Trudeau has proposed that the Liberal Party can make a connection with the Canadian public by selecting ALL Candidates through an open and contested nomination process. Well, that is not a bad idea, and I am sure that it would help by mirroring the success of the supporter category in 338 local contests, but IMHO it has serious limitations. To whit, it does NOT create a continuous process of building Liberalist, enriching the data on Canadian voters and engaging the Canadian electorate. It is basically a one-off gimmick, that will come and go the same way the leadership Supporter drive is about to end. It`s a slick, and potentially rewarding tactic, but because of it`s transitory nature, it is empty of strategic significance. What is needed IS a continuous process, that chugs along day and night yielding positive outcomes.
Please indulge me for a moment in fast forwarding to a hypothetical Fall 2014 policy convention. Server after server is coming online as the number of viewers and participants ramps up 100,000 – 200,000 , 350,000. Joyce Murray, the Liberal Party’s Democratic Reform advocate has taken the stage to speak in favour of the preferential ballot election plank. The petition to the policy convention is presented. 217,000 pledges from Proportional Representation Supporters pledging $10 each to support the Prop Rep plank in the 2015 campaign. The tension is palpable, the votes are being counted…. Victory! In an historic moment, the Liberal Party has adopted the preferential ballot plank for their 2015 election campaign! The pledges are being redeemed quicker than they can be counted, and slowly the blurred numbers on the screen are settling down to readable numbers. $3,500,000 raised in 1 hour! Justin Trudeau takes the stage to announce Marc Garneau, the Liberal Party Employment and Jobs strategy advocate speaking in favour of EI reforms to provide skills training for 1.2 million unemployed Canadians… The number of viewers drops by 100,000 then starts to ramp up again, as unemployed Canadians flock to their computers to cast their supporter ballots, and redeem their pledges…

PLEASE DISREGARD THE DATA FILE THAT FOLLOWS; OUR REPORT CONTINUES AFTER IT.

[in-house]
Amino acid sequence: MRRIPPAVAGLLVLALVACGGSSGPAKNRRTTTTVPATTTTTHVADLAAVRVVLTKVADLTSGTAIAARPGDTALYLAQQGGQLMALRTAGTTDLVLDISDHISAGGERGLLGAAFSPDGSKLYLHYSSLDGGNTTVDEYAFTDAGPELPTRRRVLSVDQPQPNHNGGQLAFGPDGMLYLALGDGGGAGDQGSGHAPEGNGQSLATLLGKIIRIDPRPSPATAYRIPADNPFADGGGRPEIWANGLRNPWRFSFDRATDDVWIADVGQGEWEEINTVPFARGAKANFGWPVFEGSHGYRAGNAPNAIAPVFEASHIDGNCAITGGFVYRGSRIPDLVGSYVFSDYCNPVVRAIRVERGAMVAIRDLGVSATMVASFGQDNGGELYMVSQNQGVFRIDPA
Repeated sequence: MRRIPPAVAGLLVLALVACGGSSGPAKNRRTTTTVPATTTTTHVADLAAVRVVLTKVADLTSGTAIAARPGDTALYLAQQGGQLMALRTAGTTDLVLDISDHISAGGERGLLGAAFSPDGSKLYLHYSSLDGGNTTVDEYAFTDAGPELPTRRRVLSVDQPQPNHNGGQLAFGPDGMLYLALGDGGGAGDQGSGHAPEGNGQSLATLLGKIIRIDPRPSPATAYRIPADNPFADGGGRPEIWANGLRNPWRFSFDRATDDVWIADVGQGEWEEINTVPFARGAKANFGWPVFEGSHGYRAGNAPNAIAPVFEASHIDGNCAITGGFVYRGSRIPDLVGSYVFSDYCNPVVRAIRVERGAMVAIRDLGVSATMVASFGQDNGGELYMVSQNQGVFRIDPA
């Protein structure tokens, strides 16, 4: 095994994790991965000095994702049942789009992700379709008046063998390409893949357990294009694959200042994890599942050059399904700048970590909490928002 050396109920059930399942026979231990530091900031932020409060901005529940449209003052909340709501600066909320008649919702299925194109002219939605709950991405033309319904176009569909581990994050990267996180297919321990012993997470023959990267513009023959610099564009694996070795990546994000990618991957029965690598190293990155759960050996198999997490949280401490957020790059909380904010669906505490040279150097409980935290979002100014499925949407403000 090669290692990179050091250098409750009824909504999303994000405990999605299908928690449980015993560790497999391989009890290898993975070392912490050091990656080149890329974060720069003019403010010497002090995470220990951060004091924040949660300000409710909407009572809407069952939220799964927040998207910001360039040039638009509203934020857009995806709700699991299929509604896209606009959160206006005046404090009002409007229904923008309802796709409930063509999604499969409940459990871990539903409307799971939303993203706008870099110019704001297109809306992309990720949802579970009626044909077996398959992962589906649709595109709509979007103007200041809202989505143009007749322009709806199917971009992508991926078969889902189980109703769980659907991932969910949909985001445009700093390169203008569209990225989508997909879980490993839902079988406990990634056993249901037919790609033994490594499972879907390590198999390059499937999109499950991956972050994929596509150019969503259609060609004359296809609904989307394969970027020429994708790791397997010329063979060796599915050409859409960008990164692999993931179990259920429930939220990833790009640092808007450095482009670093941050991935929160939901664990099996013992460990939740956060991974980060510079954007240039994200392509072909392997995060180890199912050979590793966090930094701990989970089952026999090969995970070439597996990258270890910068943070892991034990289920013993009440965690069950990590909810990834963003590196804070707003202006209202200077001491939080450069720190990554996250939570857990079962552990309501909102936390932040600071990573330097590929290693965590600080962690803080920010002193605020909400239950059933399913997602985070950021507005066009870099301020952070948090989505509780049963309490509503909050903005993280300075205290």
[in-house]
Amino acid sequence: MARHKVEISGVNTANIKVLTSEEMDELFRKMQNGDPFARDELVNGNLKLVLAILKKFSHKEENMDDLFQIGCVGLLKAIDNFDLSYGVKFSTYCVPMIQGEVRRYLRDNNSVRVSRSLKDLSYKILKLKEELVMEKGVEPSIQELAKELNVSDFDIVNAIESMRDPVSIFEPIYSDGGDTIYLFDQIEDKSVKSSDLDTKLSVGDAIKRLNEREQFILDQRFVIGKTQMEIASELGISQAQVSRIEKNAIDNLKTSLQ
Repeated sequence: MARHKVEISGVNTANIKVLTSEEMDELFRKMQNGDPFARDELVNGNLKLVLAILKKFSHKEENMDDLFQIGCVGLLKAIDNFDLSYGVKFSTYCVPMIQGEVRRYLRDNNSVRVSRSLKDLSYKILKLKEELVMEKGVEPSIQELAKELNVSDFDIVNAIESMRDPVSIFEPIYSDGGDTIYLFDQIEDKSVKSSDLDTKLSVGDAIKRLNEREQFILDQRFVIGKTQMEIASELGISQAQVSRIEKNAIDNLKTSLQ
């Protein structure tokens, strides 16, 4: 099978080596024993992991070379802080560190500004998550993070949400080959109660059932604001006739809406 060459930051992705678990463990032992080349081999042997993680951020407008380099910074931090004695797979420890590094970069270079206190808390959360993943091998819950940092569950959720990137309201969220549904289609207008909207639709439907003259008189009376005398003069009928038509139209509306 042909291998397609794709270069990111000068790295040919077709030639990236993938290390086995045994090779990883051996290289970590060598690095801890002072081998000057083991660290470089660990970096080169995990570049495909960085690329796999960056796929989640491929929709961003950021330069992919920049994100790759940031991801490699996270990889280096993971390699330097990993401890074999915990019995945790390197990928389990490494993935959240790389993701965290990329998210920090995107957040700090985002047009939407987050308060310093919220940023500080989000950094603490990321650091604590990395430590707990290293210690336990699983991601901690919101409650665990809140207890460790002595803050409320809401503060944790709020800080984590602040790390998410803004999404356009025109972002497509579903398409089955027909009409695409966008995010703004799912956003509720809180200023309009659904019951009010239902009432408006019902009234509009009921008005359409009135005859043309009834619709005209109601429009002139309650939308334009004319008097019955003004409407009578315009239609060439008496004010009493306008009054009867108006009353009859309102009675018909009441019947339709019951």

Does this sound far-fetched to you? Well maybe it is unlikely, but it is not a difficult outcome to achieve if the will and leadership is present, and the reason is pretty darned simple. People have an affinity for political brands, but they are well and truly motivated by policy issues that strike closer to home than that. The Liberal Party, under (I presume) Justin Trudeau is going to want to keep building their supporter lists, and in Trudeau’s own words, will be looking for ways and means to reach out to Canadians, and entice them into the Liberal Party fold. To quote yesterdays Globe article:“Organization is key,” Mr. Trudeau says. “To me, it means creating a structure in which every single citizen can connect directly and easily if they want.””. Now that can mean a lot of different things, but it is further re-inforced by a second quote from Gerald Butts, a senior Trudeau strategist: `Mr. Butts says, that the traditional levers of government have become ineffective and the only way to make change is to “develop and maintain a national, grassroots, volunteer movement.”`. I will take them both at their words for now, because enlightened self-interest is going to drive the Liberal Party to extend and expand upon their recent success with the Supporter category, and I cannot think of any stronger motivational tool and process than an explicit bargain to mutually support the Party on the one hand, and the policy aspirations of Canadians on the other. The mechanisms for achieving the kind of outcome I envision are actually pretty simple. Think of Jason Kenney, but spread your mental wings a little and multi-task with an even dozen Liberal policy advocates. Each advocate is going to have to work pretty darned hard networking, and making contact with advocacy and interest groups. They will need to have online tools to foster participation, and the consequent policy development, but the prospective rewards are significant. The focus, as with Kenney is to build up the Party database with a rich collection of policy preferences of large numbers of Canadians, and with the correct focus, it is entirely possible to leave Kenney and the Conservatives eating Liberal Party dust.